The Trump administration on Thursday released four model waiver ideas states can use under its new-and-improved Section 1332 guidance to give them more flexibility to lower premiums and increase choices in their health insurance markets. The templates suggest ways states could use waivers to restructure ACA premium subsidies that now go to almost nine million people. As examples, states can develop a new premium subsidy structure and decide how those premium subsidies should be targeted; they can set the rules for what type of health plan is eligible for state premium subsidies to give people access to more health plan options; and states can implement risk stabilization strategies to address the costs of high risk individuals to reduce premiums in the market for everyone.
By Scott Atlas
The Wall Street Journal, Nov. 12, 2018
Nationwide “Medicare for all” would cost more than $32 trillion over its first decade. Doubling federal income and corporate taxes wouldn’t be enough to pay for it. No doubt, that cost would be used to justify further restrictions on health care access. But the problems with single-payer go well beyond cost. In the past half-century, nationalized programs have consistently failed to provide timely, high-quality medical care compared with the U.S. system. That failure has countless consequences for citizens: pain, suffering and death, permanent disability, and forgone wages.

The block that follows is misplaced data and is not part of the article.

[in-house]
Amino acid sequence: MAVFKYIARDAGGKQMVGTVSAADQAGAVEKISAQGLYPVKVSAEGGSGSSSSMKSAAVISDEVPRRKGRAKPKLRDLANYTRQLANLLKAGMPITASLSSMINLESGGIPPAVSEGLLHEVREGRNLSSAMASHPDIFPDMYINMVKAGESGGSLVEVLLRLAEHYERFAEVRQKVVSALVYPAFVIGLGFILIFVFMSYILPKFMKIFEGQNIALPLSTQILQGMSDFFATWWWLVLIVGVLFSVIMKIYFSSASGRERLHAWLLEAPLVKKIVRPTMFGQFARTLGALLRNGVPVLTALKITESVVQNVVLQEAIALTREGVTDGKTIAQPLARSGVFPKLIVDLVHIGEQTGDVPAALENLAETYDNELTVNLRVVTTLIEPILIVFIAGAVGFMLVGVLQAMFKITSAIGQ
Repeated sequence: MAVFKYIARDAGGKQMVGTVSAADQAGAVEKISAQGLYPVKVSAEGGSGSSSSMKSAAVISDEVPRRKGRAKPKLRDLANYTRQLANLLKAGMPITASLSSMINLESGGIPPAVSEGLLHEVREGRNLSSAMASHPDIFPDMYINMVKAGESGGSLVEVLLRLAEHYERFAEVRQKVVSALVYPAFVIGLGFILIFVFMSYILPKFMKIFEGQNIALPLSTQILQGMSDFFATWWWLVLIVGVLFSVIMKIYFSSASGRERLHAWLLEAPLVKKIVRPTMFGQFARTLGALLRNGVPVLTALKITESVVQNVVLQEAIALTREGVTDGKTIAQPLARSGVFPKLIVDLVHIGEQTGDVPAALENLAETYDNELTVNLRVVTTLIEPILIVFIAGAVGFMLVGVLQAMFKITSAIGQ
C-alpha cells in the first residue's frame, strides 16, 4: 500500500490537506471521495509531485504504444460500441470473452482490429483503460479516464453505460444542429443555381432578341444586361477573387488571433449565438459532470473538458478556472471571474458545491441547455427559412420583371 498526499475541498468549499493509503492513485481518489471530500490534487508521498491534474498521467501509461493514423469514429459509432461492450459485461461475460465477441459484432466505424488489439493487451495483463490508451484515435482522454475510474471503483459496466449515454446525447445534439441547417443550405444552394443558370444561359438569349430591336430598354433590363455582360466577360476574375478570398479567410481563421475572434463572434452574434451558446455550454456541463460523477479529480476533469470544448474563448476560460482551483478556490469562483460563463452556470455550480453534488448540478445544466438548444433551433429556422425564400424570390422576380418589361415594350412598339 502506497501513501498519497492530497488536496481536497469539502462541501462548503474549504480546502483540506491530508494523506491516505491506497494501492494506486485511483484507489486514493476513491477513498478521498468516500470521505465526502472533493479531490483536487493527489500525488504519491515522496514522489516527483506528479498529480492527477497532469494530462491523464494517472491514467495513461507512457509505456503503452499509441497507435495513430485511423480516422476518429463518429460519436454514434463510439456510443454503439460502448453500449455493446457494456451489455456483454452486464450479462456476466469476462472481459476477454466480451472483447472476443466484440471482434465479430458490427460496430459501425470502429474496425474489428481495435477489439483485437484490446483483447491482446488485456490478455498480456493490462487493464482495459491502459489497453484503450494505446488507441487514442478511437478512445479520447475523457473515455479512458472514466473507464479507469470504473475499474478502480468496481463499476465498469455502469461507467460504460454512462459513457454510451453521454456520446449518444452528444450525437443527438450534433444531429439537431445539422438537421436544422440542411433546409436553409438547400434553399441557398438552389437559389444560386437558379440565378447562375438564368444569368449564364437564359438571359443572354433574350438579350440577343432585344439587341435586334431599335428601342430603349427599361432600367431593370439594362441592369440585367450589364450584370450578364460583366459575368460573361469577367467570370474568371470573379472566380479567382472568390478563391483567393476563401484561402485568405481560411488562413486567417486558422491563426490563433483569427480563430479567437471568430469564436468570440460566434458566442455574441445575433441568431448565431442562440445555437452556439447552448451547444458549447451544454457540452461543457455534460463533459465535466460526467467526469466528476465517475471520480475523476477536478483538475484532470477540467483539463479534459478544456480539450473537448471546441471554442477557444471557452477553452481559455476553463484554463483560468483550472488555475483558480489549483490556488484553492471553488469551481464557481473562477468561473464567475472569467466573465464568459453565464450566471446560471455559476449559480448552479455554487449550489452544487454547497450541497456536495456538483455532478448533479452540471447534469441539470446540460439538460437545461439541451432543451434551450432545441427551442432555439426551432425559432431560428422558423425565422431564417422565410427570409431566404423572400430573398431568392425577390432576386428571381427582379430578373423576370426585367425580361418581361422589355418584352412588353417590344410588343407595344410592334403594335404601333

By Rea Hederman
The Hill, Nov. 2, 2018
President Trump’s Department of Health and Human Services recently announced welcome new guidance to states looking to improve their health care and health insurance systems through “state innovation waivers” under Section 1332 of the ACA. The new guidance gives states significantly more flexibility to devise creative solutions to meet the health care and insurance needs of their constituents, and it builds upon new community engagement waivers that made Medicaid more flexible for states earlier this year. Section 1332 allows states to experiment and creatively tailor their health care coverage programs under certain conditions.
By Ryan Ellis
Washington Examiner, October 26, 2018
The Trump administration has been hard at work doing what it can to give families more and better healthcare choices than what Obamacare saddled them with. In so doing, the administration has created several welcome escape hatches from Obamacare. From giving employees more flexibility in how they obtain health coverage, to Association Health Plans, less-expensive short-term plans for bridge coverage, and giving states the flexibility to tailor ACA spending more to their citizens’ needs, the Trump administration’s “Obamacare Optional” agenda of more choices and more affordable healthcare is a very robust one.
By Jonathan Ingram
Foundation for Government Accountability, Oct. 30, 2018
In August 2018, the Trump administration finalized a rule to strengthen short-term plans by allowing individuals to keep them for a period of up to 364 days (and renew them for up to three years). The new rule is one of several strategies the Trump administration has pursued to offer more affordable options to millions of Americans who were priced out of the insurance market by skyrocketing premiums. New research from the Foundation for Government Accountability finds that for the average monthly premium for a 40-year-old non-smoking female, short-term plans would be 59% less expensive than individual market plans. For the same patient, there would be eight times as many short-term plans available.